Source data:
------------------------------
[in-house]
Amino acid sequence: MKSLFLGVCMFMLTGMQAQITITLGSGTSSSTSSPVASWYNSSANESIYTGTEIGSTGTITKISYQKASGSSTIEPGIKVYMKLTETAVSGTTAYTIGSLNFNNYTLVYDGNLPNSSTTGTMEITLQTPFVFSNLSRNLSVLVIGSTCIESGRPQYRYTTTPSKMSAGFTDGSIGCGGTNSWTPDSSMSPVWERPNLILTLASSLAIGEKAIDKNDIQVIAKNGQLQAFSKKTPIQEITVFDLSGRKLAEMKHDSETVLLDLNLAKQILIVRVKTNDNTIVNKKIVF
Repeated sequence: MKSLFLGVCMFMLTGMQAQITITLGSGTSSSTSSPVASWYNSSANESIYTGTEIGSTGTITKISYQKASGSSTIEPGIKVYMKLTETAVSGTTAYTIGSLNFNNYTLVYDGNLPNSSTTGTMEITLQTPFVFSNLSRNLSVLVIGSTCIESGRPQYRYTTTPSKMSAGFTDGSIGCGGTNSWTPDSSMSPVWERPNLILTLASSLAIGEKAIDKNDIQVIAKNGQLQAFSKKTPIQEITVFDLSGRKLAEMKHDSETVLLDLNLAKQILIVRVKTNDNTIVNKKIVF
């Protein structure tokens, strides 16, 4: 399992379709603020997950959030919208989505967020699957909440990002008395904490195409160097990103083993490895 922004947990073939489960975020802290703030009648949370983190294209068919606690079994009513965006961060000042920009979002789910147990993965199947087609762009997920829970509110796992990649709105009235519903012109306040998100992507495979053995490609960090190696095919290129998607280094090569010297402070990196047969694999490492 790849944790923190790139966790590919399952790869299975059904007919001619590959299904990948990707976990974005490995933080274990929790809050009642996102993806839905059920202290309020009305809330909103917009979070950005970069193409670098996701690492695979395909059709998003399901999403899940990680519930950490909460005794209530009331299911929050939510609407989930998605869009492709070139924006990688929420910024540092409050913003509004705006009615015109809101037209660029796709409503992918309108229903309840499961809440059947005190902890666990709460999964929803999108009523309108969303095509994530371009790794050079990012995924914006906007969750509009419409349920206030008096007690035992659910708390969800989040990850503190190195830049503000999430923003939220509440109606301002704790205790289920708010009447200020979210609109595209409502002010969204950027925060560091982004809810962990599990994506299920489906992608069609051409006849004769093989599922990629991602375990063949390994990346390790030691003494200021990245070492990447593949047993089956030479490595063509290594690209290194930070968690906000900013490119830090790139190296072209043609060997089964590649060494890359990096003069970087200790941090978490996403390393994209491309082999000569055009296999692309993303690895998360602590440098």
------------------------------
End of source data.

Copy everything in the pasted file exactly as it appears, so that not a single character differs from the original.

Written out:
[in-house]
Amino acid sequence: MKSLFLGVCMFMLTGMQAQITITLGSGTSSSTSSPVASWYNSSANESIYTGTEIGSTGTITKISYQKASGSSTIEPGIKVYMKLTETAVSGTTAYTIGSLNFNNYTLVYDGNLPNSSTTGTMEITLQTPFVFSNLSRNLSVLVIGSTCIESGRPQYRYTTTPSKMSAGFTDGSIGCGGTNSWTPDSSMSPVWERPNLILTLASSLAIGEKAIDKNDIQVIAKNGQLQAFSKKTPIQEITVFDLSGRKLAEMKHDSETVLLDLNLAKQILIVRVKTNDNTIVNKKIVF
Repeated sequence: MKSLFLGVCMFMLTGMQAQITITLGSGTSSSTSSPVASWYNSSANESIYTGTEIGSTGTITKISYQKASGSSTIEPGIKVYMKLTETAVSGTTAYTIGSLNFNNYTLVYDGNLPNSSTTGTMEITLQTPFVFSNLSRNLSVLVIGSTCIESGRPQYRYTTTPSKMSAGFTDGSIGCGGTNSWTPDSSMSPVWERPNLILTLASSLAIGEKAIDKNDIQVIAKNGQLQAFSKKTPIQEITVFDLSGRKLAEMKHDSETVLLDLNLAKQILIVRVKTNDNTIVNKKIVF
């Protein structure tokens, strides 16, 4: 399992379709603020997950959030919208989505967020699957909440990002008395904490195409160097990103083993490895 922004947990073939489960975020802290703030009648949370983190294209068919606690079994009513965006961060000042920009979002789910147990993965199947087609762009997920829970509110796992990649709105009235519903012109306040998100992507495979053995490609960090190696095919290129998607280094090569010297402070990196047969694999490492 790849944790923190790139966790590919399952790869299975059904007919001619590959299904990948990707976990974005490995933080274990929790809050009642996102993806839905059920202290309020009305809330909103917009979070950005970069193409670098996701690492695979395909059709998003399901999403899940990680519930950490909460005794209530009331299911929050939510609407989930998605869009492709070139924006990688929420910024540092409050913003509004705006009615015109809101037209660029796709409503992918309108229903309840499961809440059947005190902890666990709460999964929803999108009523309108969303095509994530371009790794050079990012995924914006906007969750509009419409349920206030008096007690035992659910708390969800989040990850503190190195830049503000999430923003939220509440109606301002704790205790289920708010009447200020979210609109595209409502002010969204950027925060560091982004809810962990599990994506299920489906992608069609051409006849004769093989599922990629991602375990063949390994990346390790030691003494200021990245070492990447593949047993089956030479490595063509290594690209290194930070968690906000900013490119830090790139190296072209043609060997089964590649060494890359990096003069970087200790941090978490996403390393994209491309082999000569055009296999692309993303690895998360602590440098």